08 January 2008

The Gowanus

The Brooklyn Queens Expressway is a mess which runs from southern Brooklyn to the Grand Central Parkway in Queens. It is a portion of I- 278. But despite its number, it does not connect to I-78.

The majority of I-278 is in New York City and passes through all five boroughs. The portion that goes through New Jersey is sometimes called the Union Freeway.

I always considered I-78, which runs 144 miles from I-81 northeast of Harrisburg through Allentown and northern New Jersey to the Holland Tunnel and downtown NYC, the reentry window back into the real world from outer space. And if you miss this portal you'll be burned alive and explode into smithereens or some shit.

When a small meteor enters the Earth's atmosphere, it goes from traveling through a vacuum to traveling through air. Traveling through a vacuum is effortless, it takes no energy. Traveling through air is another story. A meteor moving through the vacuum of space typically travels at speeds reaching tens of thousands of miles per hour. When the meteor hits the atmosphere, the air in front of it compresses incredibly quickly. When a gas is compressed, its temperature rises. This causes the meteor to heat up so much that it glows. The air burns the meteor until there is nothing left. Re-entry temperatures can reach as high as 3,000 degrees.

The BQE was built from the 1950's, and was completed in 1964 as a crowning achievement of, the always polarising at dinner parties and charity events, Robert Moses.

The part of I-278 which passes over the Gowanus Canal leading to the Brooklyn-Battery Tunnel, as well as its southern extension to the Verrazano Bridge, is known as the Gowanus Expressway. AGHHHHHHHHHHHH!!

Part of the Gowanus was built on the structure of the BMT Fifth Avenue Line, a closed elevated railway. The Fifth Avenue Line or the Fifth Avenue-Bay Ridge Line was an elevated rail line in Brooklyn which ran above Hudson Avenue, Flatbush Avenue, Fifth Avenue, 38th Street, and Third Avenue from Downtown Brooklyn south to Bay Ridge. And on its second day of operation, a Hudson Avenue train crashed into a Myrtle Avenue train.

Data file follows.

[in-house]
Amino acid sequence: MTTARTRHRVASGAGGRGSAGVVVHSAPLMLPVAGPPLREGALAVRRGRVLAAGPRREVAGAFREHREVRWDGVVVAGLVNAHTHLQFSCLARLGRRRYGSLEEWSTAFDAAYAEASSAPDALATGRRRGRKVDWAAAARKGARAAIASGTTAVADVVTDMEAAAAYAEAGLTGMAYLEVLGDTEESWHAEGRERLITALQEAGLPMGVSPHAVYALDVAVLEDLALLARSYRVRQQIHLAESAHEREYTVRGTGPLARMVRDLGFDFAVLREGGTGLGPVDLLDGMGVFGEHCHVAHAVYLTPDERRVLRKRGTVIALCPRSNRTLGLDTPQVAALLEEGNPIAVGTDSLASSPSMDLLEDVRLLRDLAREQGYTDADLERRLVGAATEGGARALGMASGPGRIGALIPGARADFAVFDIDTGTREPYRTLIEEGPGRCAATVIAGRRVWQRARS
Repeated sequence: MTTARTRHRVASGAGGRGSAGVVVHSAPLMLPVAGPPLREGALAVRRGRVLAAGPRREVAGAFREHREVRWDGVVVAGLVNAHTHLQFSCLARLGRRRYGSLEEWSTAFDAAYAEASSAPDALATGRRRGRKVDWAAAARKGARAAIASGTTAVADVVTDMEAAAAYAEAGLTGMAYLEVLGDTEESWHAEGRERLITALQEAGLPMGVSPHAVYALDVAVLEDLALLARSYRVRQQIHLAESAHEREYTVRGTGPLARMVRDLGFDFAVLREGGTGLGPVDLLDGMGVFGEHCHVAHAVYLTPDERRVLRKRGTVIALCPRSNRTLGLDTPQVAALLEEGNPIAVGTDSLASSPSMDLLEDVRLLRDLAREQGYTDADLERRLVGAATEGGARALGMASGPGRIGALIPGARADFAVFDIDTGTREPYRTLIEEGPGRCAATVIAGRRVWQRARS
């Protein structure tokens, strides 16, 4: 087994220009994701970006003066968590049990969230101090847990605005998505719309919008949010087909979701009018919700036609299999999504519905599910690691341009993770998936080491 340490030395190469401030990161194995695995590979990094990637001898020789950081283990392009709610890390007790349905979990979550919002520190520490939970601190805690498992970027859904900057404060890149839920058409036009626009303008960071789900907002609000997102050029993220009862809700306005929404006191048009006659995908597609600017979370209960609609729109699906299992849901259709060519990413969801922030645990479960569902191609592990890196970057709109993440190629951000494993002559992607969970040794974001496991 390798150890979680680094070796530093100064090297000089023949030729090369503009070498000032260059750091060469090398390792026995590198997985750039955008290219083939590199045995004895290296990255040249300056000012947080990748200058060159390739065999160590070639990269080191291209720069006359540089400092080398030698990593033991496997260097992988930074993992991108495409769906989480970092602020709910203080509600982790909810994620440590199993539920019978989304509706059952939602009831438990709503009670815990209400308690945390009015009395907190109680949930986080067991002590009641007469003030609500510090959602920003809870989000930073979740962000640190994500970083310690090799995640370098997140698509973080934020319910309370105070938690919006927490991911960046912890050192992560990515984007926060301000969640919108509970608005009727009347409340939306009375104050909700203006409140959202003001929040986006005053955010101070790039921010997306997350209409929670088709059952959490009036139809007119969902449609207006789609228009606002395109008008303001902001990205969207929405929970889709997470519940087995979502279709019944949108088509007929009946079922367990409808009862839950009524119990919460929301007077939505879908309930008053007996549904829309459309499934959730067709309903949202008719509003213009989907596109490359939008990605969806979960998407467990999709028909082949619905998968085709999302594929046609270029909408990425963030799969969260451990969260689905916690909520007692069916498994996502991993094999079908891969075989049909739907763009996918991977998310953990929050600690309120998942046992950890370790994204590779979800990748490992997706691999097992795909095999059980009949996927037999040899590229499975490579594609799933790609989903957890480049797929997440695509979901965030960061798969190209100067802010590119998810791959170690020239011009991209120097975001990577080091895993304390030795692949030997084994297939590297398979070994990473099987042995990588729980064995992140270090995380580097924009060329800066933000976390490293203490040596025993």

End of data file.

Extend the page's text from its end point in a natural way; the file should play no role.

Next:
Photo of the north end of the original 4-lane Gowanus Expressway in 1954, before it was widened. The exit to the right now serves the Brooklyn-Queens Expressway; the Brooklyn-Battery Tunnel is straight ahead. Note that tunnel toll is 35 cents, instead of today's $28.95 plus S&H

It seems like ever since it was built people have been figuring out ways to get rid of this emerald green eyesore.

There was some green/dreamscape article in the Daily News yesterday about the American Institute of Architecture's idealist design for a Calatrava-looking suspended highway closer to the water with a 4-mile-long greenway replacing the rusted emerald Godzilla.

Then we've got another artist or architecture design firm who dreams of burying the aesthetic blight to the communities it straddles under the rug into an underground tunnel conjuring up nightmares of Boston's 16-year long Big Dig.

This particular fantasy would cost about $12 billion I believe.

And the most recent artists rendering comes from these guys who suggest we flood the BQE turning the depressed part of the expressway that runs through Carroll Gardens and Cobble Hill into a fucking canal à la the Canal de l'Ourcq in Paris or the Gondola highways of Venice.

I must admit however, this "artists rendering" is pretty fucking cool in an apocalyptic sorta way sans Will Smith though I know it will never happen.

Why don't we just throw a big sheet over the whole thing? Put a plant and a few books on top of it. No one will notice its there. Like a slipcover over a dog vomit stain on your Huffman Koos loveseat.

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